Meanwhile, for someone who is frail, the goal may be to reduce symptoms while improving quality of life and independence.

There can be several stages of MM treatment. Let’s explore each stage and how it relates to older adults.

Induction therapy

First-line treatment for MM can often involve several types of drugs, including:

Some of the most common initial treatments for MM in older adults consist of:

This is just one of many drug combinations that may be used for MM. Your doctor will select the drugs for your MM treatment based on many factors, such as your overall health, fitness level, and risk of side effects from certain drugs.

Autologous stem cell transplant

In general, an autologous stem cell transplant (ASCT) is considered the standard of care for MM. However, this procedure is very hard on your body. Therefore, not all older adults are eligible for it.

Generally, if you are not frail, you may be eligible for an ASCT. Your healthcare team will assess your health and frailty to decide whether you’re eligible.

In a 2020 study of 131 adults ages 65–75 with MM, researchers found that 85 people were eligible for an ASCT. PFS improved in those who had an ASCT. And among those who received an ASCT, PFS was better in those ages 65–69 than in those ages 70 and older.

Maintenance therapy

Maintenance therapy is treatment that can help prevent MM from returning and may be used in some people, whether or not they’ve had an ASCT.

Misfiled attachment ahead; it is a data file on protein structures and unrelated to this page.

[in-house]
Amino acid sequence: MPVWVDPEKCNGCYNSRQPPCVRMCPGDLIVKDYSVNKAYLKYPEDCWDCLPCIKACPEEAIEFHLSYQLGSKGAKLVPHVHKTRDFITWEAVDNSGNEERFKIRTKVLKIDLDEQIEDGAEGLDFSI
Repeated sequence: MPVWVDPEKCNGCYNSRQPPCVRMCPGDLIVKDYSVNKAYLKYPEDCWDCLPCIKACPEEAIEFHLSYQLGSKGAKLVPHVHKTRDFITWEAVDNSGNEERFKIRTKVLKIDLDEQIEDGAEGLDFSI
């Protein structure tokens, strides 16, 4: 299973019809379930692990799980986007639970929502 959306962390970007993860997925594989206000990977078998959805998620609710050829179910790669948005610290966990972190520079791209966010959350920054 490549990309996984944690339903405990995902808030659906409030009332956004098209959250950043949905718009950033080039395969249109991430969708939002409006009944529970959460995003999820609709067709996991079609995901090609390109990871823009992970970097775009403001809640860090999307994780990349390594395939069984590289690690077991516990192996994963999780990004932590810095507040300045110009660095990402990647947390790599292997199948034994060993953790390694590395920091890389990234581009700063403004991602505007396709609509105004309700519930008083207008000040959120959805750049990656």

Maintenance therapy typically involves long-term treatment with a single drug or a drug combination. Research from 2018 found that, based on PFS and OS data, lenalidomide-based regimens were optimal.

Supportive treatments

Supportive treatments are aimed at relieving symptoms and improving your quality of life. Some supportive treatments that may be used for MM are:

According to the SEER Database of the National Cancer Institute, the 5-year relative survival rate for people of all ages with MM is 59.8%. This is the percentage of people with MM who are alive 5 years after diagnosis compared to people without MM.

Generally, the outlook for MM becomes less favorable with increasing age. For example, the table below shows the median PFS and OS data from a 2021 study of 3,007 people with MM.

Progression-free survival (PFS) and overall survival (OS) after diagnosis and by age group for people with MM

less than 65 years37.7 months95.9 months
65–74 years31.6 months68.6 months
75–84 years21 months42.9 months
85 years and older16.3 months27.3 months

However, remember that every person with MM is different. Statistics typically do not account for individual factors or recent advances in treatment.

MM most commonly occurs in older adults. Factors such as frailty and comorbidities can affect the treatment choices for this population.

The treatment for MM typically involves one or more drugs. An ASCT may also be used for more fit people and can help improve survival.

If you’ve recently received an MM diagnosis, be sure to talk with your healthcare team about your individual outlook and treatment recommendations. They can give you a better idea of what to expect.